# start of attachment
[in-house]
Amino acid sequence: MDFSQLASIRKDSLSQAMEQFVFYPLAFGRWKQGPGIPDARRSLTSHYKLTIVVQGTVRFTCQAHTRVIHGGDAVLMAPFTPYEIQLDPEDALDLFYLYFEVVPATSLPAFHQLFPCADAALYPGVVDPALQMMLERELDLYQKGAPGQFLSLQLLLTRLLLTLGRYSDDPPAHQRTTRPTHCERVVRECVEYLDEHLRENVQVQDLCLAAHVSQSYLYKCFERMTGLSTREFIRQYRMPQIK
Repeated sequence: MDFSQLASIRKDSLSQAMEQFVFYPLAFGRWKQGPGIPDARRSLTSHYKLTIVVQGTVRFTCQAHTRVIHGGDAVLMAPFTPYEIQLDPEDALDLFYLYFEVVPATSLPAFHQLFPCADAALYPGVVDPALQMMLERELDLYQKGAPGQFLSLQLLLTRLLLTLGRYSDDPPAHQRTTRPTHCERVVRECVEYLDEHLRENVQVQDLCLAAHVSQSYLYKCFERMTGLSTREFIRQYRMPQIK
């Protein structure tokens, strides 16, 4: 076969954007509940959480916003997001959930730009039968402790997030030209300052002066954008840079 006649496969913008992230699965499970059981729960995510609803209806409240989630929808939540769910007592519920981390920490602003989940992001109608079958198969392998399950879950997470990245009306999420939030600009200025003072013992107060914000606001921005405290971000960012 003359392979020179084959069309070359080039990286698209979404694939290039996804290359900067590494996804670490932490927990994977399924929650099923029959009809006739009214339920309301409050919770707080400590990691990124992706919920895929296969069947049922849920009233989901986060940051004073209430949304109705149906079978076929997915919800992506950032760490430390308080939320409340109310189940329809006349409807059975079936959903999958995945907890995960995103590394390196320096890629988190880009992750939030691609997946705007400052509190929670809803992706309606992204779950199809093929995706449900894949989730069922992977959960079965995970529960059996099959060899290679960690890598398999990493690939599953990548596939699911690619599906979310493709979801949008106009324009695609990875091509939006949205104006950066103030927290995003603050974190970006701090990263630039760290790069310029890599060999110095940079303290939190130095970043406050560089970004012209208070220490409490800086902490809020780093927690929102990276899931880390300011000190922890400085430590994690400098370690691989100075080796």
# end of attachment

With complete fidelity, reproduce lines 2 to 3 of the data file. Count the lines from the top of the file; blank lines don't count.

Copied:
Amino acid sequence: MDFSQLASIRKDSLSQAMEQFVFYPLAFGRWKQGPGIPDARRSLTSHYKLTIVVQGTVRFTCQAHTRVIHGGDAVLMAPFTPYEIQLDPEDALDLFYLYFEVVPATSLPAFHQLFPCADAALYPGVVDPALQMMLERELDLYQKGAPGQFLSLQLLLTRLLLTLGRYSDDPPAHQRTTRPTHCERVVRECVEYLDEHLRENVQVQDLCLAAHVSQSYLYKCFERMTGLSTREFIRQYRMPQIK
Repeated sequence: MDFSQLASIRKDSLSQAMEQFVFYPLAFGRWKQGPGIPDARRSLTSHYKLTIVVQGTVRFTCQAHTRVIHGGDAVLMAPFTPYEIQLDPEDALDLFYLYFEVVPATSLPAFHQLFPCADAALYPGVVDPALQMMLERELDLYQKGAPGQFLSLQLLLTRLLLTLGRYSDDPPAHQRTTRPTHCERVVRECVEYLDEHLRENVQVQDLCLAAHVSQSYLYKCFERMTGLSTREFIRQYRMPQIK